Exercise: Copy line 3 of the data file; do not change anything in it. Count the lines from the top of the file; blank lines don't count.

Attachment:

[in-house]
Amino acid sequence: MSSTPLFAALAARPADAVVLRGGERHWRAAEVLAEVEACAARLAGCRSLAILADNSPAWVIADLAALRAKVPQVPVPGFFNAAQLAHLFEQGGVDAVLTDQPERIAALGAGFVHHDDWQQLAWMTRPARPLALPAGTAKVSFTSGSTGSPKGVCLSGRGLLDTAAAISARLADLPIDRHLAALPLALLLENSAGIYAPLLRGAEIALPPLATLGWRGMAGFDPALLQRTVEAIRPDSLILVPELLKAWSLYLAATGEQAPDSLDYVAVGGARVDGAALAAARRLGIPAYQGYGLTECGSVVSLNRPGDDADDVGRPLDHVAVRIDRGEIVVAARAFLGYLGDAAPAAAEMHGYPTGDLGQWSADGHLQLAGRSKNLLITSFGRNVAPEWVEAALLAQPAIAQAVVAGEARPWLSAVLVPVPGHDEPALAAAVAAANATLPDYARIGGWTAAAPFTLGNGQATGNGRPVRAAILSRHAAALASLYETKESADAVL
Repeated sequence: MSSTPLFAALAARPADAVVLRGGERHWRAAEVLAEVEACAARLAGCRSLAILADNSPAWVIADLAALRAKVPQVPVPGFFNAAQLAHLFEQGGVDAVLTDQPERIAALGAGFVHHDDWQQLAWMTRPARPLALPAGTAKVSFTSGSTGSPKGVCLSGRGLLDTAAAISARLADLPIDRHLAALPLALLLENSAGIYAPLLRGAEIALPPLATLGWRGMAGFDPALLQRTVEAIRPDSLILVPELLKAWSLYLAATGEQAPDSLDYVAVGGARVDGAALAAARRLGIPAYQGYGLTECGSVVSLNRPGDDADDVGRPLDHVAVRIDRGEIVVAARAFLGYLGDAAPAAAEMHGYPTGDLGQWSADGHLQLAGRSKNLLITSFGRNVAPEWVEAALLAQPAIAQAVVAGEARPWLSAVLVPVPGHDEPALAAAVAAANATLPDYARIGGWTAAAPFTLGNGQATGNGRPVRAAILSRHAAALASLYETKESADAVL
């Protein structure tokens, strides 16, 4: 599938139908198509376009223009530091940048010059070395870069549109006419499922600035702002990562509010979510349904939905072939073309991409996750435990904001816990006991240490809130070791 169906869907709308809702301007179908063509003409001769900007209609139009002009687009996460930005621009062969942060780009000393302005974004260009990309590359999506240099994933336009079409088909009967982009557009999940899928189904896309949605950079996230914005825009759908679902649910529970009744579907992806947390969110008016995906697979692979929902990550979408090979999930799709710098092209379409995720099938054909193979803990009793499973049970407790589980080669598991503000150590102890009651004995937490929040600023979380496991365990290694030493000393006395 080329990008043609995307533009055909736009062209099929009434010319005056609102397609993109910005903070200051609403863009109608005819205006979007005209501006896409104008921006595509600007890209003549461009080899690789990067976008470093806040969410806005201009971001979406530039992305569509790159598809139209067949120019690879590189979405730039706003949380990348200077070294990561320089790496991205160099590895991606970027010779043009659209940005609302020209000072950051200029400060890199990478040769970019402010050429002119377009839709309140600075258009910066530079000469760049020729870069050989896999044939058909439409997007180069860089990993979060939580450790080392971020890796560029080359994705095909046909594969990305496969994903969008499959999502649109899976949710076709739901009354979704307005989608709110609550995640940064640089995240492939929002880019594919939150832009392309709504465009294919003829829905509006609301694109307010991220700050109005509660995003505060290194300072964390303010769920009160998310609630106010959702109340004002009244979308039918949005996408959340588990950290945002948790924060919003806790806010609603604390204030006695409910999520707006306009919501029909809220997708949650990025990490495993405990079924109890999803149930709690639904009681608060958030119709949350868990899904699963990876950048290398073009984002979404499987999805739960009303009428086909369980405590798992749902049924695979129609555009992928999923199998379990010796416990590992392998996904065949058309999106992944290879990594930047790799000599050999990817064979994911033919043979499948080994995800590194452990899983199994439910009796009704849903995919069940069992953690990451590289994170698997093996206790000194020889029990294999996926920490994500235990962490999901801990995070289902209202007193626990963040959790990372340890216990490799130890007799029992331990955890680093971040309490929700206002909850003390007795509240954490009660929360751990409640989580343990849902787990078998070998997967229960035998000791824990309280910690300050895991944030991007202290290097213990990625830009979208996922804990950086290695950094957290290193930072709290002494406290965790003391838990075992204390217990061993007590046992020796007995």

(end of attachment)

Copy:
Repeated sequence: MSSTPLFAALAARPADAVVLRGGERHWRAAEVLAEVEACAARLAGCRSLAILADNSPAWVIADLAALRAKVPQVPVPGFFNAAQLAHLFEQGGVDAVLTDQPERIAALGAGFVHHDDWQQLAWMTRPARPLALPAGTAKVSFTSGSTGSPKGVCLSGRGLLDTAAAISARLADLPIDRHLAALPLALLLENSAGIYAPLLRGAEIALPPLATLGWRGMAGFDPALLQRTVEAIRPDSLILVPELLKAWSLYLAATGEQAPDSLDYVAVGGARVDGAALAAARRLGIPAYQGYGLTECGSVVSLNRPGDDADDVGRPLDHVAVRIDRGEIVVAARAFLGYLGDAAPAAAEMHGYPTGDLGQWSADGHLQLAGRSKNLLITSFGRNVAPEWVEAALLAQPAIAQAVVAGEARPWLSAVLVPVPGHDEPALAAAVAAANATLPDYARIGGWTAAAPFTLGNGQATGNGRPVRAAILSRHAAALASLYETKESADAVL